As public skepticism and opposition to the new JACC proposal mounted, proponents calculated it would be difficult to convince the public to say yes to both propositions – a $7 million bond issue and a $4.5 million grant – and it was advantageous for them to have each project voted on separately.

To construe this action as spontaneous and that it was not discussed improperly in advance outside of the public process stretches credulity.

While it increases prospects for JACC funding approval, it clearly lowers the chances for Centennial Hall.

Centennial Hall is a vital component of Juneau’s public facilities and economy and, as a piece of capital infrastructure, deserves a higher funding priority.  Further, our current economic climate demands that municipal finances should conserve – not squander – our resources.

The six assembly members who engaged in this bait-and-switch stunt to promote a special interest project damaged the credibility and integrity of our municipal government.

Juneau voters can send the Assembly a message.  Vote no on both Ballot Proposition 1 and Ballot Proposition 3.

Win Gruening retired as the senior vice president in charge of business banking for Key Bank in 2012. He was born and raised in Juneau and graduated from the U.S. Air Force Academy in 1970. He is active in community affairs as a 30-plus year member of Juneau Downtown Rotary Club and has been involved in various local and statewide organizations.



  1. When we lived in Petersburg we would always dread overnights to Juneau because it was well known motel prices were outragious for even a basic room. So we avoided trips whenever possible unless we could get in and out in one day. Sometimes it was even less expensive to take the morning jet, do our business then jet back to PSG a few hours later. That was 2013. Probably worse now & they’re thinking of adding more bed taxes? Meanwhile in Kenai you can get a nice, basic room for $89 or so. In Juneau it was always over $120.00. Yes, being on an island has higher costs but that should also mean tighter budgets & less taxation to stay within their means.. If they ever loose the “capitol” status the place will implode.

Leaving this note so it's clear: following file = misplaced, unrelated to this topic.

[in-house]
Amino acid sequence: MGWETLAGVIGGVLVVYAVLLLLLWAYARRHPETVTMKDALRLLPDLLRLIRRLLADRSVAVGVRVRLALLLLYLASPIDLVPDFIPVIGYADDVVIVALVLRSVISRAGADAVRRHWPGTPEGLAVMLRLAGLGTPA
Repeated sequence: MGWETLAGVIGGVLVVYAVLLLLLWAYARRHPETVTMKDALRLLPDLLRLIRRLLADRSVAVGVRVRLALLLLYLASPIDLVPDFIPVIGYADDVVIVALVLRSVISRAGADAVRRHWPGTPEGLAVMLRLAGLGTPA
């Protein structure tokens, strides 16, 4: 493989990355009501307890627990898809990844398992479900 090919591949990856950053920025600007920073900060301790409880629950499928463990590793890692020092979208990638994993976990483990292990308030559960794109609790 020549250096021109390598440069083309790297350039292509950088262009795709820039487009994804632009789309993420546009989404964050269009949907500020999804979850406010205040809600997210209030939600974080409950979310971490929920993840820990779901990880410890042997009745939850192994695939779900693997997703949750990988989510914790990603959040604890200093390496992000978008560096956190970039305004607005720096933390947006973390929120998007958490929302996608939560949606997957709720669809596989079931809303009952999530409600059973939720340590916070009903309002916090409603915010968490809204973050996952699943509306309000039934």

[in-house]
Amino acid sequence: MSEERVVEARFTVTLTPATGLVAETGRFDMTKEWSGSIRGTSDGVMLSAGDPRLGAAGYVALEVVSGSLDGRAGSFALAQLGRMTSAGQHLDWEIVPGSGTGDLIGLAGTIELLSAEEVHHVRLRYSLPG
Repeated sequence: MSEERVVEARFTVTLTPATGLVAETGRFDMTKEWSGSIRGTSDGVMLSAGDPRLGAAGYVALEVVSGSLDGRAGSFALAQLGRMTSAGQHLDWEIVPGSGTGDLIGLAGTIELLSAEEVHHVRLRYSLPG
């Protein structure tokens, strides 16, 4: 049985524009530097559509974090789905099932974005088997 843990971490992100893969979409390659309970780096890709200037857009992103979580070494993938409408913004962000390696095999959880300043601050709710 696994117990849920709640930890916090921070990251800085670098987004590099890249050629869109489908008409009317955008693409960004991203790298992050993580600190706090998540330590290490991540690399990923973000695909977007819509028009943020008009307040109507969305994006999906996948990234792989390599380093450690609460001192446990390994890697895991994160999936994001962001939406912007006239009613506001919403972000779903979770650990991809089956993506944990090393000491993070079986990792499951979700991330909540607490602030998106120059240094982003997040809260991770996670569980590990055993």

• If I remember correctly from when I worked the Scandia House front desk, Dave, Petersburg itself had a 9% bed tax way back in 2007. I could be recalling that wrong. I’m more and more disappointed in my hometown’s aspirations to be exactly like every other liberal town.

      • ECGebel..u are probably right about that PSG bed tax. PSG room rates are not inexpensive either. When we left property taxes were going up too. I realize to have nice things & necessary public services taxation is necessary. But there is a limit (especially in a state like AK with relatively small pops & tax bases) where I’d say…I’m ok with the facilities we have. We really don’t need the extras to pay for & sometimes more importantly maintain.

      • Older than Alaska..your right! It is not an island. I guess when you live amongst all those other SE AK islands & Juneau is also isolated you tend to think of it as just another island you can only visit by boat or air…but it is on the continent. Thanks for reminding me.

  2. Fixable- move the capital. Going to Juneau is like going to a northern suburb of Seattle. Visiting in the winter time, you’ll notice 60+% of the junk shops on the main road from the cruise ships are closed. Most have notes in the window “If there’s an issue, please call 206-XXX-XXXX”, meaning they are owned by out-of-staters.